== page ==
To each his own. To me my own.

Cow Killers – the Red Velvet Ant revisited

Here at wordpress we’re fortunate enough to have a stats feature that informs us of our most-read posts. I personally find this feature useful, and in paying close attention to it for the past month, have found one post that supersedes all others by a mile. It is the post I wrote on my experience with the Red Velvet Ant.

I had never seen one prior to that one instance. At the time, it’s mere image was so unrealistically startling that I questioned whether or not I was dreaming. I haven’t ran across another one since then, which if I never do again it’ll be too soon… but apparently  a LOT of you out there are coming in contact with them this summer. The google search terms that people use to find information on them are plentiful, which lets me know they are still very much alive and well.

The insect coined the name ‘Cow Killers’ because when cows graze, they often pull the grass up by the roots, and sometimes attached to it is a less than friendly red velvet ant. The insect will then crawl up the nostril or face of the cow and sting it. Although ten times more powerful than that of a red ant, it’s a myth that it’s sting is lethal enough to kill a cow, unless of course there are multiple attacks. The female Cow Killers are wingless, which is what I encountered. They crawl around the ground looking for the holes of other bugs such as ground-nesting bees. They’ll infiltrate the nest, find a cocoon and eat a hole in it, then deposit an egg. When it hatches, it then feeds on the bee larva. Amazingly enough the insect is born as white, legless grub and will go through many stages before metamorphing into fuzzy Red Velvet Ants.

Here’s a very informative video on this most interesting insect which is really a wasp. This lady is well-informed and shares some very useful information on this most intriguing insect.

Click here for a short informative video on the Cow Killer

Photos © Kim Hosen;Merrimac Farm Wildlife Management Area, Nokesville, VA; September 2009


9 responses

  1. I have never seen or heard of this insect before until viewing your post. What a startling discovery! I’ll definitely watch that movie, if only to find out their range.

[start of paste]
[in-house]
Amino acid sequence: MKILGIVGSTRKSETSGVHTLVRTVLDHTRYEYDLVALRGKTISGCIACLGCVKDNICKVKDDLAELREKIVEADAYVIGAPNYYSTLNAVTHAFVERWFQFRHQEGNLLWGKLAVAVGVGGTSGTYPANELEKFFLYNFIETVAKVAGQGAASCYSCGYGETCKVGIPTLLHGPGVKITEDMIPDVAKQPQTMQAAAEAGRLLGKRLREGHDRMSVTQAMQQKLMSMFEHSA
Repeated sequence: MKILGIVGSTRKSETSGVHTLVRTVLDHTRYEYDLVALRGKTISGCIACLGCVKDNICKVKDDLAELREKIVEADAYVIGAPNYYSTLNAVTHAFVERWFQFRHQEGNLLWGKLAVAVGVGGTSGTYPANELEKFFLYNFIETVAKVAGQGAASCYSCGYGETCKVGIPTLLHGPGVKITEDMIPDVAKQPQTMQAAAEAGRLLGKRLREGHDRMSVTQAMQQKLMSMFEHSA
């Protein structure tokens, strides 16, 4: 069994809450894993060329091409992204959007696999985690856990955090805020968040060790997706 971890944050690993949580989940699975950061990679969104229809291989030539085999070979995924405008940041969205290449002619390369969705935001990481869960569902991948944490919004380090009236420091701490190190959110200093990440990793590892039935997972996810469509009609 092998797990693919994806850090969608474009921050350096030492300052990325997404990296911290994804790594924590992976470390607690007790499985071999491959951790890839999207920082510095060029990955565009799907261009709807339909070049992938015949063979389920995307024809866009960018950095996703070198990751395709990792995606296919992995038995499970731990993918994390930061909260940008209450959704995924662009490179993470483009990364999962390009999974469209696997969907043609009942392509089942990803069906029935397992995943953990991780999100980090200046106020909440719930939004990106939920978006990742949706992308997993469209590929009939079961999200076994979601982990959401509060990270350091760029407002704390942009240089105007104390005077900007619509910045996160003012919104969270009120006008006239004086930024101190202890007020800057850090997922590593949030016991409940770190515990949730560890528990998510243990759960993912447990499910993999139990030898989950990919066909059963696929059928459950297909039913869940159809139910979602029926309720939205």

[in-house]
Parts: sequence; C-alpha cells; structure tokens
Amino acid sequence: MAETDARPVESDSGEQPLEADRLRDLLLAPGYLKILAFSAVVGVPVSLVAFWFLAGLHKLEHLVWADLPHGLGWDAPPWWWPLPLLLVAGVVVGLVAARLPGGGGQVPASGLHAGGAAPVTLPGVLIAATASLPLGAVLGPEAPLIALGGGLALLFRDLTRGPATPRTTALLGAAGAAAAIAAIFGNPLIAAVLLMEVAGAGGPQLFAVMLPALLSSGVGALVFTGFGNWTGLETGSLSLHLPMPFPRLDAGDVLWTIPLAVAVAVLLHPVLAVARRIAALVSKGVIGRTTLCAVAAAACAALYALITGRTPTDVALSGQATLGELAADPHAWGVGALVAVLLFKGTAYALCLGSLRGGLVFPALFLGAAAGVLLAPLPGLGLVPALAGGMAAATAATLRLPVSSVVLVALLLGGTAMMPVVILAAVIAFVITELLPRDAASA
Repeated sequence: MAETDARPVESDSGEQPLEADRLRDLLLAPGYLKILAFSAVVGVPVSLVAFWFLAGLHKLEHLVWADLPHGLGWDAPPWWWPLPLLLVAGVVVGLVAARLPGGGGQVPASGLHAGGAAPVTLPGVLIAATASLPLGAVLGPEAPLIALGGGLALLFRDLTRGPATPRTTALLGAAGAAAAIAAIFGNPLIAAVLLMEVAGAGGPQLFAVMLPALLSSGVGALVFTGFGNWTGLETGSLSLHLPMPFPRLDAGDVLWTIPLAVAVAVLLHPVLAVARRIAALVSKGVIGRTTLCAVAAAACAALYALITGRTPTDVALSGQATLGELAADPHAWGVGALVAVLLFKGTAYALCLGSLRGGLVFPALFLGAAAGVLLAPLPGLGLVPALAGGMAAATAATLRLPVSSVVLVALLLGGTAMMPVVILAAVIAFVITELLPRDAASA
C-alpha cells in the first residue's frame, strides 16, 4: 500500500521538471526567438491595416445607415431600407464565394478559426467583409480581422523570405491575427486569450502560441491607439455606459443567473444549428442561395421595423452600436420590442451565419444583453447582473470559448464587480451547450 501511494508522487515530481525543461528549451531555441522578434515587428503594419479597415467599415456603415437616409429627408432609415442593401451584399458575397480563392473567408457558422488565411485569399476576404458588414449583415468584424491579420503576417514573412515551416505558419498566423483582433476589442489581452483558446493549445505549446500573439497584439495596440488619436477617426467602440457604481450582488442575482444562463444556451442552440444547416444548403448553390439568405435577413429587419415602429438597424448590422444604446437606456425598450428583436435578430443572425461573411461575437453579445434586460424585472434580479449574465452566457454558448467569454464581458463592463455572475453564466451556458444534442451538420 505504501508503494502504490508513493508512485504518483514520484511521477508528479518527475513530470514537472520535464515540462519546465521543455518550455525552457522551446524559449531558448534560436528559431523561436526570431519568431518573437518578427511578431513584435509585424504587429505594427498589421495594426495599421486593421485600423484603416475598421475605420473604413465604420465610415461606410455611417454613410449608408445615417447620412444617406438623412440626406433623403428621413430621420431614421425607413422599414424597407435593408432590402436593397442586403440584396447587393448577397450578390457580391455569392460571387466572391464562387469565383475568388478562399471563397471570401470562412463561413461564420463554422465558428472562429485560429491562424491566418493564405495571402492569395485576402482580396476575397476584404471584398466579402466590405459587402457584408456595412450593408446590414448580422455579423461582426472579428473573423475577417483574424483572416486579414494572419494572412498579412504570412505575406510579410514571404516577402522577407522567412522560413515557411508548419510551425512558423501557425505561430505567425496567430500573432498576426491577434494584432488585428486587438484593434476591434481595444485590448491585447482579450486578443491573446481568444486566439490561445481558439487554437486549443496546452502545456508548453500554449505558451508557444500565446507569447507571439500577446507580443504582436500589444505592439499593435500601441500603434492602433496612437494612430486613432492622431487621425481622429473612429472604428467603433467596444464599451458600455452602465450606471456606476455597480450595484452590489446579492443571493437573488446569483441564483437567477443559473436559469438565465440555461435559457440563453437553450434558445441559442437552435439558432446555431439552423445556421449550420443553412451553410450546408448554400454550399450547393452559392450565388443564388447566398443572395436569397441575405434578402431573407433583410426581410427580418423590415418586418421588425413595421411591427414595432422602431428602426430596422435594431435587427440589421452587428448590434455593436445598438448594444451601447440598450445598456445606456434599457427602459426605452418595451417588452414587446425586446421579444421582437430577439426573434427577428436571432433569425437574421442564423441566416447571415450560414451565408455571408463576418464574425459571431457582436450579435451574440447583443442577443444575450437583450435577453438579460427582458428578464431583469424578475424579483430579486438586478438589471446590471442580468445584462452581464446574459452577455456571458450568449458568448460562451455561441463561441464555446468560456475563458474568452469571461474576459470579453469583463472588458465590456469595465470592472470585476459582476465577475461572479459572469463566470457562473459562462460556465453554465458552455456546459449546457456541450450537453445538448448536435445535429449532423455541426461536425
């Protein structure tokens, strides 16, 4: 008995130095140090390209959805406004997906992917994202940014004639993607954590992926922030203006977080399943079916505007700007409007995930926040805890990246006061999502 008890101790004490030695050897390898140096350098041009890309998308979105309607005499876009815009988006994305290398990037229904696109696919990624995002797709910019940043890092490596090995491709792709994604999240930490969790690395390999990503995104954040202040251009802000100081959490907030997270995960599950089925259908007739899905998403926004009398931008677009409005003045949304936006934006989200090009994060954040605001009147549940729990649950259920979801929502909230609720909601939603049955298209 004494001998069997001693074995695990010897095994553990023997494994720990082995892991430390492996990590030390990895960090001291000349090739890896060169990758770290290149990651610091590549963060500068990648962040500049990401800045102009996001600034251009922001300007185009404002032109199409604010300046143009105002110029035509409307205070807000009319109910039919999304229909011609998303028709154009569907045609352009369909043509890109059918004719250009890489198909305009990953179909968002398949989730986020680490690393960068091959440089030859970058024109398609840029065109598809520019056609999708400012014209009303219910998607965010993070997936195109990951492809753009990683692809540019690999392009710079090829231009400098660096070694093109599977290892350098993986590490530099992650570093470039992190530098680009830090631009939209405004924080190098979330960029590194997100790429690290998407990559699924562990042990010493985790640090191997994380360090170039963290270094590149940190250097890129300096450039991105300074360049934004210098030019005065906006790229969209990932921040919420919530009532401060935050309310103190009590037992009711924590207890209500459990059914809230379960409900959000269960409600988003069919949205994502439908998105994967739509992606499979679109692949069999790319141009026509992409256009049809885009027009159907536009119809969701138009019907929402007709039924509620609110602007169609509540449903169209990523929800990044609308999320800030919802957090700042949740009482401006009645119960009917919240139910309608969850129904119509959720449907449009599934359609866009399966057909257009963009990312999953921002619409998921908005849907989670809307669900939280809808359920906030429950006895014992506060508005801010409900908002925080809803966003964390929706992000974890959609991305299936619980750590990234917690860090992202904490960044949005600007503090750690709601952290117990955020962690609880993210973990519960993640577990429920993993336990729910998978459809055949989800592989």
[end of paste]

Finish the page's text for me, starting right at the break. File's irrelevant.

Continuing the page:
July 28, 2010 at 10:11 am

    • Bonnie

      It’s definitely the most unique insect I’ve ever seen! But I still maintain that insects just are not meant to scream…

      July 29, 2010 at 4:47 pm

  2. I was once swarmed by fire ants while camping. I will never forget it. They attacked me at night! I thought I walked into some kind of splintered glass that was cutting up my legs! If I ever see anything that looks like the red velvet ant, you can be sure I will run.

    July 28, 2010 at 12:50 pm

    • Bonnie

      That’s horrible, Carol – I for sure would have freaked out. Yes you’ll do well to run away from this thing – but make sure you run fast. During my encounter, as soon as it saw me it charged me, and boy was she FAST. That’s when I heard it screaming. I had already committed with the bug spray at that point – I’d kill it again if I had a do-over, I simply couldn’t give that little abomination the chance to come in my house and visit. LOL

      July 29, 2010 at 4:55 pm

  3. I’m bit of a bug magnet of sorts. While I do get bitten by ants on a daily basis since moving into this house, I don’t ever, want to come across this ant/wasp!

    August 1, 2010 at 12:53 pm

    • Bonnie

      I abhor bugs of any species, and have a deep admiration for those who don’t totally ‘freak out’ in their presence. Which usually I don’t… but this one, well…

      August 2, 2010 at 11:06 pm

  4. Tairy Fales

    I had seen two of these red velvet ants in Texas at our lake place as a child. Then, 20 years goes by, and I see one this year (2010) at a reptile show in Florida. Then, this past weekend while in Ocala National Forrest, I saw two of them! WOW! They are beautiful to watch, and I hear their bites are extremely painful.

    September 21, 2010 at 12:10 pm

    • Bonnie

      Hi Tairy,

      I now know of four persons that have been ‘stung’ by this wasp, and each case details extreme pain from the sting. The new searches on the species continue to amaze me, which seem to occur from late July ’til now (Sept 23 on…), which means their mature stage occurs in late summer. I’ve only had the one encounter, but would welcome another, as long as it’s one of longer-distance. 🙂

      September 23, 2010 at 11:55 pm

  5. Amazingly beautiful creation of GOD!! God assigned certain job to every creation….We surely are here to do what he has planned already!! never saw this before…

    April 1, 2011 at 10:53 am

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